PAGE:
ME: I like theatre, I go see far more than the average person, I write about it afterwards. I will have to go see less stuff, write about less stuff, if I have to buy my own tickets. That would be bad.

ALSO ME: Wah wah. Loads of people want to be able to go see every show they want to but they can’t because they have to pay, why is that fair?

ME: Well, they don’t write about it afterwards, do they?

ALSO ME: They do, they just do it on Twitter.

ME: So, it’s a problem of social media turning every act of opinion into unpaid labour?

ALSO ME: I don’t understand why you insist on politicising everything, you crumbling Marxist zealot.

ME: Yes.

ALSO ME: So, you conceive of reviewing as a service for which you deserve to be paid a nominal fee?

ME: Sure.

ALSO ME: Monosyllabic, aren't we? So, if this is what theatre reviewing is relegated to – by your own definition, a service reviewers provide for theatres for a fee, small or otherwise, in the form of free spectatorship – then is this not progress towards the sort of activity your (my) new BFFs at the Fringe are taking part in, where reviewing becomes no more active an agent in theatre than an extension of the marketing department.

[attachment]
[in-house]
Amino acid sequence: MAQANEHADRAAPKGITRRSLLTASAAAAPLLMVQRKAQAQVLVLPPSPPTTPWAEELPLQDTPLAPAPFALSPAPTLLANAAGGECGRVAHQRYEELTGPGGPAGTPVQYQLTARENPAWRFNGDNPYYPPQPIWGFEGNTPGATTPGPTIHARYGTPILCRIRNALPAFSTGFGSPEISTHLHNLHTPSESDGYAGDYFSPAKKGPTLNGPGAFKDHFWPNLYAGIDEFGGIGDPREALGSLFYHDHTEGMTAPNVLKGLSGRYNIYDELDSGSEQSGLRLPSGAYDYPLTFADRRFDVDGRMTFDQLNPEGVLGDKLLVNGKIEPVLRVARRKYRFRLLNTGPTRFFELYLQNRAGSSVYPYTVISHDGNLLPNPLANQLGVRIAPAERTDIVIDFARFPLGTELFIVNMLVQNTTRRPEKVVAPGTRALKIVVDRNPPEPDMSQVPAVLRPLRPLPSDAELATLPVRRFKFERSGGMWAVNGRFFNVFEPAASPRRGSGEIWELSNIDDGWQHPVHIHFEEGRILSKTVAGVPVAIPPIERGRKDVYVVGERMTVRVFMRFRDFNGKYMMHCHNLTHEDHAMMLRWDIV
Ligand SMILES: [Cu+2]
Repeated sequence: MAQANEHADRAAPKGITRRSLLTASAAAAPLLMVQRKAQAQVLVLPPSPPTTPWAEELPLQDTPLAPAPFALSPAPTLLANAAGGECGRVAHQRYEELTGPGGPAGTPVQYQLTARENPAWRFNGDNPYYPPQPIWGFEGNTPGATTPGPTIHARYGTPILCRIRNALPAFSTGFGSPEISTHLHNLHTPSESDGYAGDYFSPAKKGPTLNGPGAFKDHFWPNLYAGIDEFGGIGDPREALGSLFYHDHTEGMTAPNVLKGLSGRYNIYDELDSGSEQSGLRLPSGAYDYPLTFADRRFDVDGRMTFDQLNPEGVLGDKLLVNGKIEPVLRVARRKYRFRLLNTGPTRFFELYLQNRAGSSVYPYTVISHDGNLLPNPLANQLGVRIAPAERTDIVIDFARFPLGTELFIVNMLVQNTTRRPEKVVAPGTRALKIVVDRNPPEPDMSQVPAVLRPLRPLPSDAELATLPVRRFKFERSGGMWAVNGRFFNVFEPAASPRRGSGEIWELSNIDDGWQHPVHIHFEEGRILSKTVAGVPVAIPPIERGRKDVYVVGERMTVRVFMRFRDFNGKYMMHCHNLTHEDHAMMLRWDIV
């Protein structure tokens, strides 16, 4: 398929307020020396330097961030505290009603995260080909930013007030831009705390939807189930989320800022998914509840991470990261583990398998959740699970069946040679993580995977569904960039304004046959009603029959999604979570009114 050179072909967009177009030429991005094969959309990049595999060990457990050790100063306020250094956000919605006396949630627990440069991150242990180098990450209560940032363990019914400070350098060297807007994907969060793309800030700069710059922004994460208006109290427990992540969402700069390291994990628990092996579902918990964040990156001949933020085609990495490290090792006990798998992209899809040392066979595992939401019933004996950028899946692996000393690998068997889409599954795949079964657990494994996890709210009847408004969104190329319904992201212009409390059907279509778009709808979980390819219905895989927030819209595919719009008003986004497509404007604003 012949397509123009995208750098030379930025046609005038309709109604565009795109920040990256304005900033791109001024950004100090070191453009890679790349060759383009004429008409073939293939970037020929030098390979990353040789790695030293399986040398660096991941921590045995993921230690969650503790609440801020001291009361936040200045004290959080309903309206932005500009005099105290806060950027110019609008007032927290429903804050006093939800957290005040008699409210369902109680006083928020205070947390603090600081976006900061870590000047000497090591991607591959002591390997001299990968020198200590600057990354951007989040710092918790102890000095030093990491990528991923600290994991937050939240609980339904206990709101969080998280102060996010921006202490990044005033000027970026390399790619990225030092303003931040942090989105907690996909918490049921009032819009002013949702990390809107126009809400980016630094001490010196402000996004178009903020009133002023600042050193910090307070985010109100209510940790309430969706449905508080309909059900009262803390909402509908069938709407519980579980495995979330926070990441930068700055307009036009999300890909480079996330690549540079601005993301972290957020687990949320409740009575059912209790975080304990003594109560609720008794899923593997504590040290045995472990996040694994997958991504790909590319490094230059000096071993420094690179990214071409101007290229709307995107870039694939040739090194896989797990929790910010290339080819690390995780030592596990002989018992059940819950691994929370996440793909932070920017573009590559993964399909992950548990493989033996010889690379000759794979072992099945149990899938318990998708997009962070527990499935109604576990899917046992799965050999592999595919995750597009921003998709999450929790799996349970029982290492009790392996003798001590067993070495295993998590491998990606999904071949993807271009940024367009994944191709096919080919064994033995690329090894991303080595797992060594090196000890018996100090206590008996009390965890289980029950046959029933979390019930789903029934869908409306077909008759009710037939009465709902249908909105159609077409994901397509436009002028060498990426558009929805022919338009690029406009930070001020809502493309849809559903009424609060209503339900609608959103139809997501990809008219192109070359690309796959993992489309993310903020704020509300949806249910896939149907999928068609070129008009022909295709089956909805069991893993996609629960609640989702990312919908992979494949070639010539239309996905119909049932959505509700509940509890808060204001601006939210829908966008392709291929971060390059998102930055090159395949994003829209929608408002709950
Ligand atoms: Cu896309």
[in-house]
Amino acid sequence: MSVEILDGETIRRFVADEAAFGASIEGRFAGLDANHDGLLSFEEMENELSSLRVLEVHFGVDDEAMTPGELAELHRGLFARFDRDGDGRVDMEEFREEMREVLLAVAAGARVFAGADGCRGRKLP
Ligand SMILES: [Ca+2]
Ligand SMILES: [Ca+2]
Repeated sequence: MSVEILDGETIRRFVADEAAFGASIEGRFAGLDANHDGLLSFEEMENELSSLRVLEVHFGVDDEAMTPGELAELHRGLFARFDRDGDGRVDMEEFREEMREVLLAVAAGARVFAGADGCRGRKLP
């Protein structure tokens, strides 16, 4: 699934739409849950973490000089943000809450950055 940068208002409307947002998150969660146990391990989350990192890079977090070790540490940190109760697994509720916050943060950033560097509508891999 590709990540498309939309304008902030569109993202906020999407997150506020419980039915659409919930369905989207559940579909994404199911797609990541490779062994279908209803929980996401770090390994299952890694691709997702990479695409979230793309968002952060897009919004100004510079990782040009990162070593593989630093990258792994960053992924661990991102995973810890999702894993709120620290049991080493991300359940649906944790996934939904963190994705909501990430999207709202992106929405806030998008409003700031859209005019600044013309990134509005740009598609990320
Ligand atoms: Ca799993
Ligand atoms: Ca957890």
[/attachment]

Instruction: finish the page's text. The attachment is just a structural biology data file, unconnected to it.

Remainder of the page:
ME: I think everyone’s pretty tired of this conceit.

ALSO ALSO ME: We are. You’re right.


I really believe in criticism. That’s why the strength of this counterargument really worried me.

Critical engagement with theatre, at its best, is a dialogic relationship, where work that is struggling to find a voice gets amplified, work that is receiving a lack of scrutiny is put into focus, and, perhaps most importantly, performance practice, dewy and ephemeral, finds a record.

Good press helps companies make applications down the line, helps writers, directors, actors get gigs because they can say “hey, look at this insubstantial proof of my worth”. Press, for small companies, validates their existence. This reason, along with interest in theatre, is the primary reason I think this blog is worth anything at all. That’s good.